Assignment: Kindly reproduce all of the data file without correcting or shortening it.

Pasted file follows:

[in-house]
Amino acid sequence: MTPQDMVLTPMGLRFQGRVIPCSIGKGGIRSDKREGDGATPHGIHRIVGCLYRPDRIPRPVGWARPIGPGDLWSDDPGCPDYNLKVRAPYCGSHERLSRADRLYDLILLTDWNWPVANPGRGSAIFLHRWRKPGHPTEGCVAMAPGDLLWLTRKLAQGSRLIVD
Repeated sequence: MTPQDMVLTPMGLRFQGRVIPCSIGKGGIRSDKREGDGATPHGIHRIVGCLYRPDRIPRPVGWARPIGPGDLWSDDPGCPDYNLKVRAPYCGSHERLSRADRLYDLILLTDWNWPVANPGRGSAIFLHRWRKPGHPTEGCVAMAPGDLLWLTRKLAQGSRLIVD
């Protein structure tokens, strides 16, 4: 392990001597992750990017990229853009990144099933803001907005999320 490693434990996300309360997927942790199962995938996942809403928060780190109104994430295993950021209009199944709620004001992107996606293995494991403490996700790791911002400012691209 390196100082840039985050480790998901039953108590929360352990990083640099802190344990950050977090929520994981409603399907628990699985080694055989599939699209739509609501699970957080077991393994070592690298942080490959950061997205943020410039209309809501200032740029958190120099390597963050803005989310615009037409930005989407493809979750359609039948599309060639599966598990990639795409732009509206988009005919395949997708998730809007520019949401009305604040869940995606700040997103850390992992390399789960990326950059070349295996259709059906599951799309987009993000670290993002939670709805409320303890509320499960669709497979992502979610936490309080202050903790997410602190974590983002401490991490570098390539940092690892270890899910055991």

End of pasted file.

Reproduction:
[in-house]
Amino acid sequence: MTPQDMVLTPMGLRFQGRVIPCSIGKGGIRSDKREGDGATPHGIHRIVGCLYRPDRIPRPVGWARPIGPGDLWSDDPGCPDYNLKVRAPYCGSHERLSRADRLYDLILLTDWNWPVANPGRGSAIFLHRWRKPGHPTEGCVAMAPGDLLWLTRKLAQGSRLIVD
Repeated sequence: MTPQDMVLTPMGLRFQGRVIPCSIGKGGIRSDKREGDGATPHGIHRIVGCLYRPDRIPRPVGWARPIGPGDLWSDDPGCPDYNLKVRAPYCGSHERLSRADRLYDLILLTDWNWPVANPGRGSAIFLHRWRKPGHPTEGCVAMAPGDLLWLTRKLAQGSRLIVD
């Protein structure tokens, strides 16, 4: 392990001597992750990017990229853009990144099933803001907005999320 490693434990996300309360997927942790199962995938996942809403928060780190109104994430295993950021209009199944709620004001992107996606293995494991403490996700790791911002400012691209 390196100082840039985050480790998901039953108590929360352990990083640099802190344990950050977090929520994981409603399907628990699985080694055989599939699209739509609501699970957080077991393994070592690298942080490959950061997205943020410039209309809501200032740029958190120099390597963050803005989310615009037409930005989407493809979750359609039948599309060639599966598990990639795409732009509206988009005919395949997708998730809007520019949401009305604040869940995606700040997103850390992992390399789960990326950059070349295996259709059906599951799309987009993000670290993002939670709805409320303890509320499960669709497979992502979610936490309080202050903790997410602190974590983002401490991490570098390539940092690892270890899910055991």